MMR and our Risk-Averse Culture
posted: Friday November 28, 2008
Today the Health Protection Agency (HPA) reports
that 1049 cases of measles were reported in the twelve months ending
October 2008. This is the highest number of measles cases recorded
in England and Wales since the current method of monitoring the
disease was introduced in 1995.
Attributing this to the relatively low MMR vaccine
uptake over the past decade, the HPA press release includes the
"... there are now a large number of children
who are not fully vaccinated with MMR. This means that measles
is spreading easily among unvaccinated children."
"There is now a real risk of a large measles
epidemic. These children are susceptible to not only measles but
to mumps and rubella [German measles] as well."
"...there is now a real risk of a large
measles outbreak of between approximately 30,000 to 100,000 cases
- the majority in London."
So there we have it; some (now completely discredited)
research about the MMR vaccine, combined with sensational media
coverage, scared too many parents, who had probably never seen a
serious case of measles, into believing their children were at serious
risk of becoming autistic if they were given the MMR vaccine.
Yes, measles used to be some sort of 'rite of
passage' when I grew up in the fifties. Parents even used to hold
'measles parties' to ensure that their children contracted measles
(and thus future immunity) from an infected 'guest of honour'!
But measles can be very serious - even in a strong
and healthy child. The prospect of a major epidemic amongst a population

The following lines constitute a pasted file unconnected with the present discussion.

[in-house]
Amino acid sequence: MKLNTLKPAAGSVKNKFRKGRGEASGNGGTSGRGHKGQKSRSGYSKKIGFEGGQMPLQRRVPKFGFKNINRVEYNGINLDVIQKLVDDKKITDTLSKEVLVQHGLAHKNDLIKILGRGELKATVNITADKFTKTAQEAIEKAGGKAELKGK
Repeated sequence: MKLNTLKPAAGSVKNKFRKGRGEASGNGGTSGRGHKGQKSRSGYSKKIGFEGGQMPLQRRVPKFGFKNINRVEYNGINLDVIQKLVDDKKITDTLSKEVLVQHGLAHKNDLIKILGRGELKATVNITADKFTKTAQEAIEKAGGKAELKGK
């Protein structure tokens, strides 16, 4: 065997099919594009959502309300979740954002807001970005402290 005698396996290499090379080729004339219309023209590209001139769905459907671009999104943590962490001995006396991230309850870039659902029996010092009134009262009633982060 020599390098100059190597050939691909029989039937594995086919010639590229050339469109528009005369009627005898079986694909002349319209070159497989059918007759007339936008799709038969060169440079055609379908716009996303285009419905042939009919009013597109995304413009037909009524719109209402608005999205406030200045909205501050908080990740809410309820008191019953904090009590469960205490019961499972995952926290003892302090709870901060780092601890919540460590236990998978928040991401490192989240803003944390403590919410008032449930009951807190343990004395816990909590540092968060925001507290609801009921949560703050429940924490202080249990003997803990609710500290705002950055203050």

of largely unprotected children in a major city should definitely
not be taken lightly.
I'm no epidemiologist (no medical professional
of any kind in fact) but I believe that living in the increasingly
aseptic environment that we do, our immune systems are not challenged
enough to properly develop. Treatment of measles is certainly better
than it used to be, but the disease's severity might also be more
more serious amongst the modern population. Consider what happened
in the 1500s when Cortez and his Conquistadores introduced measles
and other endemic Euopean diseases into the previously unexposed
and thus vulnerable populations of Central and South America.
But I digress - it's the risk-averse nature of
our society that I'm banging on about here. We have become such absolute
masters of identifying - or misidentifying - a miniscule risk of
some sort (developing autism from the MMR vaccine, dying on a school
trip, eating a lamb chop pink, drinking red wine, not drinking red
wine, gardening with a slight skin abrasion, etc etc) that we have
lost sight of the fact that these risks are just part of life. So
we allocate hugely disproportionate time, effort and resources into
the nanny state.
Humans thrive on risk and adventure, always have,
always will. Let's not allow our common sense to get swept away
in the rush to make our lives risk-free. A measles epidemic would
be a tragic but perfect example of what happens when we ignore common
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